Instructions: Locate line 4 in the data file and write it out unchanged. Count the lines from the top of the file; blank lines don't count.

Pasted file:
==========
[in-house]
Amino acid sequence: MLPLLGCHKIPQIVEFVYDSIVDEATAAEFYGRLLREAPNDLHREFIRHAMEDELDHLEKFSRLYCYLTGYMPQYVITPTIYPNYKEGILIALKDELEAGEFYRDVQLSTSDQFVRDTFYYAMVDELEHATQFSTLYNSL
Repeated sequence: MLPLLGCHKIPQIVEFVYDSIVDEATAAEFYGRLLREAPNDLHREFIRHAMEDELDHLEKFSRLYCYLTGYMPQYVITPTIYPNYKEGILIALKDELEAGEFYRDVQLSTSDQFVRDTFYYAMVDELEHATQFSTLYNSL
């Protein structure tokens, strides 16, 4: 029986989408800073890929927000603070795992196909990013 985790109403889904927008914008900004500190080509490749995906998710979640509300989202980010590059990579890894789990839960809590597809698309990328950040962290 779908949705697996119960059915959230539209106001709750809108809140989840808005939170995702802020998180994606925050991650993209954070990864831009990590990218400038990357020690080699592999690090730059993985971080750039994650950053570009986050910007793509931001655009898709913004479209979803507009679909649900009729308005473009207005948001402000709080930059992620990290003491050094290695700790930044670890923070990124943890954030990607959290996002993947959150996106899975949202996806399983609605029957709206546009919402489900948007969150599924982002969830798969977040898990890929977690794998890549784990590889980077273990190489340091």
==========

């Protein structure tokens, strides 16, 4: 029986989408800073890929927000603070795992196909990013 985790109403889904927008914008900004500190080509490749995906998710979640509300989202980010590059990579890894789990839960809590597809698309990328950040962290 779908949705697996119960059915959230539209106001709750809108809140989840808005939170995702802020998180994606925050991650993209954070990864831009990590990218400038990357020690080699592999690090730059993985971080750039994650950053570009986050910007793509931001655009898709913004479209979803507009679909649900009729308005473009207005948001402000709080930059992620990290003491050094290695700790930044670890923070990124943890954030990607959290996002993947959150996106899975949202996806399983609605029957709206546009919402489900948007969150599924982002969830798969977040898990890929977690794998890549784990590889980077273990190489340091």